4. the living God—"The living God" is a most significant expression taken in connection with the senseless deities that Rab-shakeh boasted were unable to resist his master's victorious arms. It may be; he speaks doubtfully, because he knew not whether God would not deliver them all up into the Assyrian’s hand, as he and his people deserved. But sometimes this is not a word of doubt, but of good hope; as Numbers 22:33 Joshua 14:12.

The Lord thy God, to whom thou art dear and precious. He saith not our God, because he seemed to have forsaken and rejected them; and they by their designs had forfeited all their interest in him.

Will hear, i.e. will show by his actions that he hath heard them with just indignation.

Will reprove the words, or rather, will reprove him (an ellipsis of the pronoun, which is frequent in the Hebrew tongue) for the words, as the Syria, and Arabic, and Chaldee render it.

Lift up thy prayer for the remnant: this he mentions as an argument to stir up Isaiah to pray, and to move God’s compassion towards them; that they were but a small remnant, either of God’s people, of whom ten tribes were now lost; or of the kingdom of Judah, which had been greatly wasted and depopulated in the days of Ahaz, and now lately by this Assyrian, 2 Kings 19:13. And it came to pass, when King Hezekiah heard it,.... The report of Rabshakeh's speech, recorded in the preceding chapter:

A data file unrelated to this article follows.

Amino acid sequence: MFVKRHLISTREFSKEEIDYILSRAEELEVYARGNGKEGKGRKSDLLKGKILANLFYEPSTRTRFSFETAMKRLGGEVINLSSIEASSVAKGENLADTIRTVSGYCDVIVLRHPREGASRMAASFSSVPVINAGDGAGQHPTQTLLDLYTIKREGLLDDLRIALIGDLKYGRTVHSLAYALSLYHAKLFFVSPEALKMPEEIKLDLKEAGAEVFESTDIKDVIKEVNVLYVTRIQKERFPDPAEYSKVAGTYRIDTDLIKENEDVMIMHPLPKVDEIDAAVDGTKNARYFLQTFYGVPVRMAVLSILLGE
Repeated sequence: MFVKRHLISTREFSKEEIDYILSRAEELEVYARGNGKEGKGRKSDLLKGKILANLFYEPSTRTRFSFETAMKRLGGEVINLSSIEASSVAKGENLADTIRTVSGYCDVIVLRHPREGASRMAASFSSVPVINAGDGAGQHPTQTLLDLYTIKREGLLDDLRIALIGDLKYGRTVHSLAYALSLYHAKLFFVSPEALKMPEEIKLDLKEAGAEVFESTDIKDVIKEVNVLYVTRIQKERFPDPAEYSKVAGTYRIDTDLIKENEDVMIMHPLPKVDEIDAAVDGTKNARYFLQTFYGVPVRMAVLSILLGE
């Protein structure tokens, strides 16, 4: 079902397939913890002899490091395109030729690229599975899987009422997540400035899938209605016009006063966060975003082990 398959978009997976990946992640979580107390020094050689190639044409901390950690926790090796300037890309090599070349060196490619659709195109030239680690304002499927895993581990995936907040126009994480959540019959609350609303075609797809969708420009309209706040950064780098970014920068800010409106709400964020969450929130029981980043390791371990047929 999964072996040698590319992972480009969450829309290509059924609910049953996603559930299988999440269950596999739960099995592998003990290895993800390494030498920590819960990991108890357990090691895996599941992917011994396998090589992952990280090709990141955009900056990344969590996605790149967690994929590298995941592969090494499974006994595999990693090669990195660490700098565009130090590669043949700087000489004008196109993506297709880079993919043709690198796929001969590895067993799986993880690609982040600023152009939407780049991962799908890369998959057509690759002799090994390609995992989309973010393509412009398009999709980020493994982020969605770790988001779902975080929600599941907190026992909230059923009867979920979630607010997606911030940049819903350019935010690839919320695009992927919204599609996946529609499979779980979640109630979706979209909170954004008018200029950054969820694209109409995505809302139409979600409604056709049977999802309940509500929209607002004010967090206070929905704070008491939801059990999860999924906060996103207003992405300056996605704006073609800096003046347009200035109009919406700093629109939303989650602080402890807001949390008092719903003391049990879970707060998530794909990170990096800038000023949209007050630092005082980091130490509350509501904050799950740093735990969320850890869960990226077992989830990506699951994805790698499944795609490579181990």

that he rent his clothes, and covered himself with sackcloth; rent his clothes because of the blasphemy in the speech; and he put on sackcloth, in token of mourning, for the calamities he feared were coming on him and his people: and he went into the house of the Lord; the temple, to pray unto him. The message he sent to Isaiah, with his answer, and the threatening letter of the king of Assyria, Hezekiah's prayer upon it, and the encouraging answer he had from the Lord, with the account of the destruction of the Assyrian army, and the death of Sennacherib, are the same "verbatim" as in Isaiah 37:1 throughout; and therefore the reader is referred thither for the exposition of them; only would add what Rauwolff (t) observes, that still to this day (1575) there are two great holes to be seen, wherein they flung the dead bodies (of the Assyrian army), one whereof is close by the road towards Bethlehem, the other towards the right hand against old Bethel.

(t) Travels, par. 3. ch. 22. p. 317.

It may be the LORD thy God will hear all the words of Rabshakeh, whom the king of Assyria his master hath sent to reproach the living God; and will reprove the words which the LORD thy God hath heard: wherefore lift up thy prayer for the {c} remnant that are left.

(c) Meaning, for Jerusalem which only remained of all the cities of Judah.

EXEGETICAL (ORIGINAL LANGUAGES)